David Hadash

David Hadash: an extensive and highly versatile Hebrew font family

The sophisticated yet uncomplicated forms of the “David” font created by Ismar David in the 1950s ushered in a new era in the design of Hebrew typefaces. Monotype has now made an entire font family available for digital typesetting in the form of David Hadash™ (“New” David).

David Hadash

In the early 1930s, the designer Ismar David became acutely aware of the lack of good quality Hebrew fonts and decided to make up for this by creating a new, extensive typeface family. He started working on his undertaking in 1933 in Jerusalem, well before the typeface was first published in the 1950s. The 21-year-old had arrived in Jerusalem a year previously, after graduating from the Berlin-Charlottenberg School of Arts and Crafts, to supervise a design project that he had been awarded. He decided to stay and did not return to Germany.

Inspired by his new surroundings, he decided that he would not employ European design principles but would base his font on ancient Semitic forms. However, he also moved away from the sombre and ostentatious style used for Hebrew fonts of the early 20th century and furnished David with soft and straightforward forms that reduce the characters to their essential elements. The typical features of historical Hebrew lettering were retained but discreet curves were used to generate new emphases and, last but by no means least, Ismar David ensured that similar letters can be readily distinguished from each other. Employing this basic approach, he designed three stylistic variants that, in the case of David Hadash™, are called Sans, Formal and Script. All styles are available in the weights Regular, Medium and Bold.

With its variations in line width and the clearly manifest stem ends, David Hadash Formal gives the impression of having been produced with an ink pencil. Almost imperceptibly curved letters with rounded contours highlight its lively and dynamic character.

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Usage sample of David Hadash Formal.
(Excerpt from “A City and the Fullness thereof” by Nobel Prize laureate Shmuel Yosef Agnon).
Language: Modern Hebrew.


Although the forms of the David Hadash Sans are essentially similar to those of David Hadash Formal, there are marked differences in terms of visual effects. In some cases, curves are replaced by acute angles and the characters have much more of an appearance of having been chiselled in stone. With its less diverse range of form and almost monolinear stroke make-up, Sans seems much more stringent and technical in comparison with Formal.

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Usage sample of David Hadash Sans.
Extracted from Orit Gidali. Smichut, Hakibbutz Hameuchad Publishing House Ltd., Tel Aviv 2009 (Published with permission of the author).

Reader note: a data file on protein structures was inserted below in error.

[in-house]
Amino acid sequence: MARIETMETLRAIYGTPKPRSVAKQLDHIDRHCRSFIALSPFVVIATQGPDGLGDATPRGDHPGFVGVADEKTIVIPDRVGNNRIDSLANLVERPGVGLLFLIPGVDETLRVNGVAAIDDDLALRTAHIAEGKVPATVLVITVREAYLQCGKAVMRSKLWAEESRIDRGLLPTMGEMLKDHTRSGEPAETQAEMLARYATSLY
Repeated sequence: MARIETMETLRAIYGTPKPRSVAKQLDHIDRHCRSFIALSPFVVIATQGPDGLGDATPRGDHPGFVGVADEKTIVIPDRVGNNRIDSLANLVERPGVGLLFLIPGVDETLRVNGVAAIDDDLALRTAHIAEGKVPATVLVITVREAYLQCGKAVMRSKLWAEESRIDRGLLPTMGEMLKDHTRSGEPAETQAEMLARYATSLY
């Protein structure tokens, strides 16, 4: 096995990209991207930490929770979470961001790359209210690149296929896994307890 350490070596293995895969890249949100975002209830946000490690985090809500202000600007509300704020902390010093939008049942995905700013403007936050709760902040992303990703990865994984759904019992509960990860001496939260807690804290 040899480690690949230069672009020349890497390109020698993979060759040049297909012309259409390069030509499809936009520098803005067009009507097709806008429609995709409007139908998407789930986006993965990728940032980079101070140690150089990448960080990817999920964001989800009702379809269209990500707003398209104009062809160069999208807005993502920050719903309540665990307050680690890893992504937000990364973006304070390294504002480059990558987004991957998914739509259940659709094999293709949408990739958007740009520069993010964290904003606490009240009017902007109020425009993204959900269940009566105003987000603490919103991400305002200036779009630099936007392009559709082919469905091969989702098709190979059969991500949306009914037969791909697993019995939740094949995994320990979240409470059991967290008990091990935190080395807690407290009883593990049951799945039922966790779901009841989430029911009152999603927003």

Language: Modern Hebrew.


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Usage sample of David Hadash Sans.
(Work by renowned author, Shalom Aleichem “A frier fest”).
Language: Yiddish.


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Usage sample of David Hadash Sans.
Haaretz, 13 April 2011: Basketball: The “Hapoel” Jerusalem fall again into routine (by Tal Ben Ezra).
Language: Modern Hebrew.


David Hadash Script was originally conceived as a display version of Formal, but looks good even on its own. Its dynamic letters are subtly slanted from right to left and have considerably greater vitality in comparison with Formal – in some cases, they exhibit stylistic analogies with Rahi script. David Hadash Script can justifiably be called a genuine cursive which, thanks to its special charm and charisma, is one of the special jewels in the treasure chest of Hebrew fonts.

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Usage sample of David Hadash Script.
Extracted from Orit Gidali. Smichut, Hakibbutz Hameuchad Publishing House Ltd., Tel Aviv 2009. (Published with permission of the author).
Language: Modern Hebrew.


Available as a fourth font style is a variant of Formal, David Hadash Biblical. Supplied with this font are not only the consonants and the vowel pointings, but also the cantillation marks or accents that are used to provide a guide to the ritual chanting of Hebrew Biblical texts in the synagogue.

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Usage sample of David Hadash Biblical (David Hadash Formal with cantillation marks).
Language: Biblical Hebrew.

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Usage sample of David Hadash Formal.
(From the Digitized Ladino Library, Stanford University.
An extract from “The Selihoth of the Sephardim” by Josef Alschech).
Language: Ladino.

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Usage sample of David Hadash Formal.
Text by Moses Maimonides (Commentary on the Torah).
Language: Modern Hebrew.


Thanks to the various styles and the range of characters, David Hadash can be used in a multiplicity of very different contexts. This range of alternatives means that imagination alone limits the potential applications for the font, either alone or in combination. David Hadash is the ideal corporate font, text or headline typeface.

Related products

David Hadash™ Formal font family (Monotype Library)
David Hadash™ Sans font family (Monotype Library)
David Hadash™ Script font family (Monotype Library)
David Hadash™ Biblical font family (Monotype Library)
Languages: Features:
David Hadash Formal Family Pack (3 Typefaces)
US$ 150
Add to cart
Languages: Features:
David Hadash™ Sans Family Pack (3 Typefaces)
US$ 150
Add to cart
Languages: Features:
David Hadash Script Family Pack (3 Typefaces)
US$ 150
Add to cart
Languages: Features:
David Hadash Biblical Family Pack (3 Typefaces)
US$ 150
Add to cart